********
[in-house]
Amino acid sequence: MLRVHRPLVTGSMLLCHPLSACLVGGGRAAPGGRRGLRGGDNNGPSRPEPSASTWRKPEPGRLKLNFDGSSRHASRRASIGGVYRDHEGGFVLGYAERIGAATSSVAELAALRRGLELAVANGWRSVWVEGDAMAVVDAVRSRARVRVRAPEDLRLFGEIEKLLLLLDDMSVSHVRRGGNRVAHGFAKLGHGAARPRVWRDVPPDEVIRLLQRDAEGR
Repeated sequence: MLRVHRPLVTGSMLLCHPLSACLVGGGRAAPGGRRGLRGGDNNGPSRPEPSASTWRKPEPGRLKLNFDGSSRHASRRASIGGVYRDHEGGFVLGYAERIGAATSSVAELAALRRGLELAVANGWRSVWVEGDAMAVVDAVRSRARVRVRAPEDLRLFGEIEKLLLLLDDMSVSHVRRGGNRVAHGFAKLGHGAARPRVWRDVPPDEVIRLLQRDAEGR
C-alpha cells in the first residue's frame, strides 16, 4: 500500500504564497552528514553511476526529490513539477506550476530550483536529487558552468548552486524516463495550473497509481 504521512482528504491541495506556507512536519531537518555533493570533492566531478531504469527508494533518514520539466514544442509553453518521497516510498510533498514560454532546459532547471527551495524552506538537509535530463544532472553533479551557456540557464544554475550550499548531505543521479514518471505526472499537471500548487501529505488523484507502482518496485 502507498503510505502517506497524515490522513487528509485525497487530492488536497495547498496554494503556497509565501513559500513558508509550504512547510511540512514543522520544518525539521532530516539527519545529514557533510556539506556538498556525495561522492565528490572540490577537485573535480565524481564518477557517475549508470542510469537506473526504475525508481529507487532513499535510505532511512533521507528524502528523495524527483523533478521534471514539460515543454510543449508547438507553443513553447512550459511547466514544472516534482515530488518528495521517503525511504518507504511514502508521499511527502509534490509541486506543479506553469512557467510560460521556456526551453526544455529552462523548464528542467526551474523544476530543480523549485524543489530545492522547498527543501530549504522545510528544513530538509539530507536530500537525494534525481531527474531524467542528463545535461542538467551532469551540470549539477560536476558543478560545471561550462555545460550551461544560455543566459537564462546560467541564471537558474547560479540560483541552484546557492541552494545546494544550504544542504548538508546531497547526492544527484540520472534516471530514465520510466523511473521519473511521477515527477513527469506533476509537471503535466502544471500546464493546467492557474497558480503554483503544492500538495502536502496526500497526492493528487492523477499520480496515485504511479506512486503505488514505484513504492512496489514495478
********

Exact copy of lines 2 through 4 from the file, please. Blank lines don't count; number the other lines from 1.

Amino acid sequence: MLRVHRPLVTGSMLLCHPLSACLVGGGRAAPGGRRGLRGGDNNGPSRPEPSASTWRKPEPGRLKLNFDGSSRHASRRASIGGVYRDHEGGFVLGYAERIGAATSSVAELAALRRGLELAVANGWRSVWVEGDAMAVVDAVRSRARVRVRAPEDLRLFGEIEKLLLLLDDMSVSHVRRGGNRVAHGFAKLGHGAARPRVWRDVPPDEVIRLLQRDAEGR
Repeated sequence: MLRVHRPLVTGSMLLCHPLSACLVGGGRAAPGGRRGLRGGDNNGPSRPEPSASTWRKPEPGRLKLNFDGSSRHASRRASIGGVYRDHEGGFVLGYAERIGAATSSVAELAALRRGLELAVANGWRSVWVEGDAMAVVDAVRSRARVRVRAPEDLRLFGEIEKLLLLLDDMSVSHVRRGGNRVAHGFAKLGHGAARPRVWRDVPPDEVIRLLQRDAEGR
C-alpha cells in the first residue's frame, strides 16, 4: 500500500504564497552528514553511476526529490513539477506550476530550483536529487558552468548552486524516463495550473497509481 504521512482528504491541495506556507512536519531537518555533493570533492566531478531504469527508494533518514520539466514544442509553453518521497516510498510533498514560454532546459532547471527551495524552506538537509535530463544532472553533479551557456540557464544554475550550499548531505543521479514518471505526472499537471500548487501529505488523484507502482518496485 502507498503510505502517506497524515490522513487528509485525497487530492488536497495547498496554494503556497509565501513559500513558508509550504512547510511540512514543522520544518525539521532530516539527519545529514557533510556539506556538498556525495561522492565528490572540490577537485573535480565524481564518477557517475549508470542510469537506473526504475525508481529507487532513499535510505532511512533521507528524502528523495524527483523533478521534471514539460515543454510543449508547438507553443513553447512550459511547466514544472516534482515530488518528495521517503525511504518507504511514502508521499511527502509534490509541486506543479506553469512557467510560460521556456526551453526544455529552462523548464528542467526551474523544476530543480523549485524543489530545492522547498527543501530549504522545510528544513530538509539530507536530500537525494534525481531527474531524467542528463545535461542538467551532469551540470549539477560536476558543478560545471561550462555545460550551461544560455543566459537564462546560467541564471537558474547560479540560483541552484546557492541552494545546494544550504544542504548538508546531497547526492544527484540520472534516471530514465520510466523511473521519473511521477515527477513527469506533476509537471503535466502544471500546464493546467492557474497558480503554483503544492500538495502536502496526500497526492493528487492523477499520480496515485504511479506512486503505488514505484513504492512496489514495478